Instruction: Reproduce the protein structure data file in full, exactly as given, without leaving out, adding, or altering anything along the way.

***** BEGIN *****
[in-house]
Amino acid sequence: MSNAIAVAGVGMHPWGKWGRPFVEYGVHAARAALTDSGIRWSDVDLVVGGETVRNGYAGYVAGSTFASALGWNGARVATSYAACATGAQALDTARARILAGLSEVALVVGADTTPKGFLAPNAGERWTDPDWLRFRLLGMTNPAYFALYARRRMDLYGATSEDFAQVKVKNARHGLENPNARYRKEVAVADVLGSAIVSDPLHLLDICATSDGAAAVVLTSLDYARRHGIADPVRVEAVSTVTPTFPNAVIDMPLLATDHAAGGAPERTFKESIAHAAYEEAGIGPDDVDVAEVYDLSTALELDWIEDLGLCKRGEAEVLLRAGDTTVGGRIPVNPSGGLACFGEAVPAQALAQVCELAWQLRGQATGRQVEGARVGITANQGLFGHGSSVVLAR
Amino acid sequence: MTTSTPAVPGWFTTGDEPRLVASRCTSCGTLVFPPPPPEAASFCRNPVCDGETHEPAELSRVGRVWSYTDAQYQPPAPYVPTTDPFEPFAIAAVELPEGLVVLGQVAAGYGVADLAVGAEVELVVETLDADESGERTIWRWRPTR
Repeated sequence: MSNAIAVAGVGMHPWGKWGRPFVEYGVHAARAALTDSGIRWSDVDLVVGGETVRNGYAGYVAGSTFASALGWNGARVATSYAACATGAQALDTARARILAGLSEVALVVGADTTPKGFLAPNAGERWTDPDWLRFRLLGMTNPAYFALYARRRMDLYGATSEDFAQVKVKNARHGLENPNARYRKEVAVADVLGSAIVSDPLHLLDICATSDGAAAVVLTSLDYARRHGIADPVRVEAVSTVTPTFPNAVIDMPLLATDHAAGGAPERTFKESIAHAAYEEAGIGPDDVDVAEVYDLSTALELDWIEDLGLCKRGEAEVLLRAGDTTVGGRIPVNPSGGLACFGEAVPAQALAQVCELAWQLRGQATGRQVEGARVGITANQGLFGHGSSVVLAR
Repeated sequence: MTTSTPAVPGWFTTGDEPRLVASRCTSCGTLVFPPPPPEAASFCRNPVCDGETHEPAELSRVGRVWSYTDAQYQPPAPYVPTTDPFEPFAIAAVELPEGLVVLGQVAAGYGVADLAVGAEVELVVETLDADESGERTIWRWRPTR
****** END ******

[in-house]
Amino acid sequence: MSNAIAVAGVGMHPWGKWGRPFVEYGVHAARAALTDSGIRWSDVDLVVGGETVRNGYAGYVAGSTFASALGWNGARVATSYAACATGAQALDTARARILAGLSEVALVVGADTTPKGFLAPNAGERWTDPDWLRFRLLGMTNPAYFALYARRRMDLYGATSEDFAQVKVKNARHGLENPNARYRKEVAVADVLGSAIVSDPLHLLDICATSDGAAAVVLTSLDYARRHGIADPVRVEAVSTVTPTFPNAVIDMPLLATDHAAGGAPERTFKESIAHAAYEEAGIGPDDVDVAEVYDLSTALELDWIEDLGLCKRGEAEVLLRAGDTTVGGRIPVNPSGGLACFGEAVPAQALAQVCELAWQLRGQATGRQVEGARVGITANQGLFGHGSSVVLAR
Amino acid sequence: MTTSTPAVPGWFTTGDEPRLVASRCTSCGTLVFPPPPPEAASFCRNPVCDGETHEPAELSRVGRVWSYTDAQYQPPAPYVPTTDPFEPFAIAAVELPEGLVVLGQVAAGYGVADLAVGAEVELVVETLDADESGERTIWRWRPTR
Repeated sequence: MSNAIAVAGVGMHPWGKWGRPFVEYGVHAARAALTDSGIRWSDVDLVVGGETVRNGYAGYVAGSTFASALGWNGARVATSYAACATGAQALDTARARILAGLSEVALVVGADTTPKGFLAPNAGERWTDPDWLRFRLLGMTNPAYFALYARRRMDLYGATSEDFAQVKVKNARHGLENPNARYRKEVAVADVLGSAIVSDPLHLLDICATSDGAAAVVLTSLDYARRHGIADPVRVEAVSTVTPTFPNAVIDMPLLATDHAAGGAPERTFKESIAHAAYEEAGIGPDDVDVAEVYDLSTALELDWIEDLGLCKRGEAEVLLRAGDTTVGGRIPVNPSGGLACFGEAVPAQALAQVCELAWQLRGQATGRQVEGARVGITANQGLFGHGSSVVLAR
Repeated sequence: MTTSTPAVPGWFTTGDEPRLVASRCTSCGTLVFPPPPPEAASFCRNPVCDGETHEPAELSRVGRVWSYTDAQYQPPAPYVPTTDPFEPFAIAAVELPEGLVVLGQVAAGYGVADLAVGAEVELVVETLDADESGERTIWRWRPTR